There’s been a lot of setbacks for CoHo but he’s arrived in the big stage and could be the Canucks’ secret weapon come playoff time. As good a third line as Torres-Lapierre-Hansen was last spring, how amazing would Higgins-Hodgson-Hansen be? That’s the HHH line, a line with pedigree.
Not content with a mere single assist in this one, Jannik Hansen outdid himself on the penalty kill with Ryan Kesler in the box for attempting to challenge Niklas Krownwall to a duel (presumbly some kind of Zoolander-esque naked pose-off).
After Alex Edler (who thankfully is not a Red Wing thanks to Thomas Gradin’s chance phone call prior to his draft year) poked the puck off Henrik Zetterberg’s stick, The Great Dane picked it up and bursted up ice like Usain Bolt on skates. Zetterberg knocked him down just as he was getting towards the net in the slot, but as a Honey Badger Hansen doesn’t give a f- and bowled into Jimmy Howard with no fear allowing Edler to tap home the rebound.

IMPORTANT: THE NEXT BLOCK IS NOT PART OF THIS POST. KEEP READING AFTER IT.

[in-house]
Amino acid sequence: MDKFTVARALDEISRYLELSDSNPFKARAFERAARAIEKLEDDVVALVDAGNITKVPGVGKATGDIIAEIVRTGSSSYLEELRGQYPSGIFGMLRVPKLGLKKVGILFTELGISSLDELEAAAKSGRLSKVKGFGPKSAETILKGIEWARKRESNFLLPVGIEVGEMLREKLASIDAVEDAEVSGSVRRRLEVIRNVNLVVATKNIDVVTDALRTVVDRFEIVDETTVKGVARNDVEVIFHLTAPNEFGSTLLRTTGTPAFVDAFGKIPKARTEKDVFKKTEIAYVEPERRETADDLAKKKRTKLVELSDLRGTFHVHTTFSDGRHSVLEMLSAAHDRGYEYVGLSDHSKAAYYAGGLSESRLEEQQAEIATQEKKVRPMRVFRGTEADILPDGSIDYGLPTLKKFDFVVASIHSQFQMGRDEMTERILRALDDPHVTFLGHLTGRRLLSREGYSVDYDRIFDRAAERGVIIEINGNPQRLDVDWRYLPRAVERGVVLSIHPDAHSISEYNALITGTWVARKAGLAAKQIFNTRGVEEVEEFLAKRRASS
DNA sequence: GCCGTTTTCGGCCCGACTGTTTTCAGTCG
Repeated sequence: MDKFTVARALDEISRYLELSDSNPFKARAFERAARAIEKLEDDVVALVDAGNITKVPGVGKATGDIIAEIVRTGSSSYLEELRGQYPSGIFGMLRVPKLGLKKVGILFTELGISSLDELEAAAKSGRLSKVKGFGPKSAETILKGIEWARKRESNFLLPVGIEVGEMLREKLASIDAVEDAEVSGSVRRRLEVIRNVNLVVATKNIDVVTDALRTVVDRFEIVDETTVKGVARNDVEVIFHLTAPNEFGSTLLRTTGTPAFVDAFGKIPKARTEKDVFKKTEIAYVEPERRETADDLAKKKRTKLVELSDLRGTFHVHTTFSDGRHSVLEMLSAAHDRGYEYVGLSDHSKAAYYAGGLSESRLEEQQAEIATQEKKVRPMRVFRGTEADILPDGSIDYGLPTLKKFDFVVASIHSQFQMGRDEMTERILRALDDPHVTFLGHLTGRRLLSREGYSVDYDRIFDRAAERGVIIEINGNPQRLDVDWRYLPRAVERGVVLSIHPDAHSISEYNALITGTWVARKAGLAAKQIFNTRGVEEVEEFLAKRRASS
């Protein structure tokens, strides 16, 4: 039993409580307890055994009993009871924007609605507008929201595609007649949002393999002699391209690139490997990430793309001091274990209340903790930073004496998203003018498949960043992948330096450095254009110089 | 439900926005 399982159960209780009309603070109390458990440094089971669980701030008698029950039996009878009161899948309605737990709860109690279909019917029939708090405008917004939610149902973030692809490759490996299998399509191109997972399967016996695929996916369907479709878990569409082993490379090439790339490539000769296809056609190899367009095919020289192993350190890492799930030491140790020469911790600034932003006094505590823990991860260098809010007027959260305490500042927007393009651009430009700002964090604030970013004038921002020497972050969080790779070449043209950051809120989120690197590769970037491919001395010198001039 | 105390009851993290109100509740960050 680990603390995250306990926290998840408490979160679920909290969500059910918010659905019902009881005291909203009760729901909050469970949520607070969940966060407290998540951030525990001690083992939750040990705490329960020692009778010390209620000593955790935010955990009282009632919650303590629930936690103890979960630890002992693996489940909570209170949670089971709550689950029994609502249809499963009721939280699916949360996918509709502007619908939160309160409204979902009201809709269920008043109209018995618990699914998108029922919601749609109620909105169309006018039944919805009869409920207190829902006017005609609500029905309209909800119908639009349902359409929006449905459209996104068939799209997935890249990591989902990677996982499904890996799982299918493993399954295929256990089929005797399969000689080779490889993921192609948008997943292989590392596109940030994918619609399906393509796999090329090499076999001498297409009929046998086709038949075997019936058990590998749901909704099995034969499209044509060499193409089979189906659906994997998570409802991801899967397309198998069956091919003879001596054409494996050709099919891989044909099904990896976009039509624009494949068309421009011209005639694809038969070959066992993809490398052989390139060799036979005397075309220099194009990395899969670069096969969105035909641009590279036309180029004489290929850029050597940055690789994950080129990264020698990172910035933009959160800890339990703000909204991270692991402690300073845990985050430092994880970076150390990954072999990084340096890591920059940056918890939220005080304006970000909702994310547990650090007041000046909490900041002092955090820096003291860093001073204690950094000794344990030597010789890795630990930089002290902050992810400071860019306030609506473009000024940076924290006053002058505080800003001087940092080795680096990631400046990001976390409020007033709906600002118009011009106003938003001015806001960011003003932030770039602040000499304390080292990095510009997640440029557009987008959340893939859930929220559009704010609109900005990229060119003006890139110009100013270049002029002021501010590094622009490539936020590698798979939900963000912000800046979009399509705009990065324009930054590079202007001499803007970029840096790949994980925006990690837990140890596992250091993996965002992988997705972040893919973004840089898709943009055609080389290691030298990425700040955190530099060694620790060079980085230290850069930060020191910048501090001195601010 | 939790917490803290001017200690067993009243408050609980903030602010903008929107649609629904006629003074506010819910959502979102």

Howard gave a bit more of an f- when he tried to rip Hansen’s head off but hey if no one likes the Honey Badger then the Honey Badger is doing his job. He’s still got two more seasons on his contract after this one for the bargain price of $1.35 mill.
3. Bobby Lu
Two stops stand out. The first was a brilliant pad stop off a Darren Helm rebound attempt, notable mainly because rebound control hasn’t been Luongo’s forte since, well, his first groin injury in that infamous afternoon Pittsburgh game.
The second was an absolutely insane glove stop on Pavel Datysuk late in the game that had the both the crowd and the TSN crew gushing.
The only pucks that got by him last night were thanks to a dubious non-call on Todd Bertuzzi and a nice deflection by Drew Miller. To beat Luongo these days you need have some combination of luck, weirdness, and dirtiness because it’s not happen traditionally.
Admittedly, the regular season has never really been his problem but everyone still ragging Luongo should take a step back and ask yourself if Dan Cloutier ever looked like this.
The big water cooler play of the night was of course Niklas Kronwall’s hit on Ryan Kesler. Did he leave his feet? Is there a Shanaban coming?